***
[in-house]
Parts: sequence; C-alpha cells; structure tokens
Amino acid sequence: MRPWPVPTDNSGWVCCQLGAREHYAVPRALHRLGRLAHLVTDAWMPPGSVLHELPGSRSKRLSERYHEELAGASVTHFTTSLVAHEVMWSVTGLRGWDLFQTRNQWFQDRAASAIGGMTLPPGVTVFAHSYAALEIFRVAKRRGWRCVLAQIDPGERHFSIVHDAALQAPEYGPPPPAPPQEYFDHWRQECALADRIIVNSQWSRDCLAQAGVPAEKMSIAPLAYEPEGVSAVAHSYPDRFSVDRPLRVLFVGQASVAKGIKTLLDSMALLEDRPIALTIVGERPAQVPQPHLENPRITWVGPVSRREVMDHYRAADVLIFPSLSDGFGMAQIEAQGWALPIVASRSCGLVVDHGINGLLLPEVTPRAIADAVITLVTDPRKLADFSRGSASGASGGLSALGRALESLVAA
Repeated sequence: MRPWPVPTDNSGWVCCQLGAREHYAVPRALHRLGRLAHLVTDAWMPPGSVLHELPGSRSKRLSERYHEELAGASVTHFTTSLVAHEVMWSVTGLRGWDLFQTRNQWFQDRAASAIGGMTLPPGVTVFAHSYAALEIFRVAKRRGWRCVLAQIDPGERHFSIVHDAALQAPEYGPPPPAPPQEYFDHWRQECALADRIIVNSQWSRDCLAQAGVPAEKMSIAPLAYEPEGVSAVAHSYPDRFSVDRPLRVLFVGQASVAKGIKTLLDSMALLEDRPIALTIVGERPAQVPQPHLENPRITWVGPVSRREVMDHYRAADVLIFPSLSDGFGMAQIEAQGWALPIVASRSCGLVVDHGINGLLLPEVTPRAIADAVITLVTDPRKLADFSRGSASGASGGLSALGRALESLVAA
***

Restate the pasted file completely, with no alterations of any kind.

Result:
[in-house]
Parts: sequence; C-alpha cells; structure tokens
Amino acid sequence: MRPWPVPTDNSGWVCCQLGAREHYAVPRALHRLGRLAHLVTDAWMPPGSVLHELPGSRSKRLSERYHEELAGASVTHFTTSLVAHEVMWSVTGLRGWDLFQTRNQWFQDRAASAIGGMTLPPGVTVFAHSYAALEIFRVAKRRGWRCVLAQIDPGERHFSIVHDAALQAPEYGPPPPAPPQEYFDHWRQECALADRIIVNSQWSRDCLAQAGVPAEKMSIAPLAYEPEGVSAVAHSYPDRFSVDRPLRVLFVGQASVAKGIKTLLDSMALLEDRPIALTIVGERPAQVPQPHLENPRITWVGPVSRREVMDHYRAADVLIFPSLSDGFGMAQIEAQGWALPIVASRSCGLVVDHGINGLLLPEVTPRAIADAVITLVTDPRKLADFSRGSASGASGGLSALGRALESLVAA
Repeated sequence: MRPWPVPTDNSGWVCCQLGAREHYAVPRALHRLGRLAHLVTDAWMPPGSVLHELPGSRSKRLSERYHEELAGASVTHFTTSLVAHEVMWSVTGLRGWDLFQTRNQWFQDRAASAIGGMTLPPGVTVFAHSYAALEIFRVAKRRGWRCVLAQIDPGERHFSIVHDAALQAPEYGPPPPAPPQEYFDHWRQECALADRIIVNSQWSRDCLAQAGVPAEKMSIAPLAYEPEGVSAVAHSYPDRFSVDRPLRVLFVGQASVAKGIKTLLDSMALLEDRPIALTIVGERPAQVPQPHLENPRITWVGPVSRREVMDHYRAADVLIFPSLSDGFGMAQIEAQGWALPIVASRSCGLVVDHGINGLLLPEVTPRAIADAVITLVTDPRKLADFSRGSASGASGGLSALGRALESLVAA